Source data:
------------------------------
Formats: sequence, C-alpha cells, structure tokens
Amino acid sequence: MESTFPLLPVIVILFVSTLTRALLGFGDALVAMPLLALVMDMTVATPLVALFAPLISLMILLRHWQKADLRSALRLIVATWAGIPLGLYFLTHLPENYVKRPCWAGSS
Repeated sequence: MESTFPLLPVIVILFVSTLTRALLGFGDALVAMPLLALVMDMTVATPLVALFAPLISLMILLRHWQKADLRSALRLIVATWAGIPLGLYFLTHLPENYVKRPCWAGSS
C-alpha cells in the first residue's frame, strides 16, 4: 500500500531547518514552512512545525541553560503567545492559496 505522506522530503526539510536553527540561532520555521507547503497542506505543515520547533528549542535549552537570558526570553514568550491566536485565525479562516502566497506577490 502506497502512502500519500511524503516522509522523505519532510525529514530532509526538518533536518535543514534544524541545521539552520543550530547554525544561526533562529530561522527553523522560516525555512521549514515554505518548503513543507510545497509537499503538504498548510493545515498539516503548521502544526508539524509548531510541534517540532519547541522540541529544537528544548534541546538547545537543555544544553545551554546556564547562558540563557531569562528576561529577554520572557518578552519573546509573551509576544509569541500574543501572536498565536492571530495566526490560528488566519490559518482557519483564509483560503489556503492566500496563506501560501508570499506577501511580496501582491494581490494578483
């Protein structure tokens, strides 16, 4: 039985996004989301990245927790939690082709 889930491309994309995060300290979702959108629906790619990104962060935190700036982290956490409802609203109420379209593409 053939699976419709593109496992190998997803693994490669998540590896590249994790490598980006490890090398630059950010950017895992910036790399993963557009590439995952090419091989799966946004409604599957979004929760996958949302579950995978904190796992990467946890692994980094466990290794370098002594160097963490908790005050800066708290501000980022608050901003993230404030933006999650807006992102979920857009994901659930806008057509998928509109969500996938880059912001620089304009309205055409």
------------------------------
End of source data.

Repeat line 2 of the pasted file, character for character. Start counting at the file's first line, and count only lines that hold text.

Amino acid sequence: MESTFPLLPVIVILFVSTLTRALLGFGDALVAMPLLALVMDMTVATPLVALFAPLISLMILLRHWQKADLRSALRLIVATWAGIPLGLYFLTHLPENYVKRPCWAGSS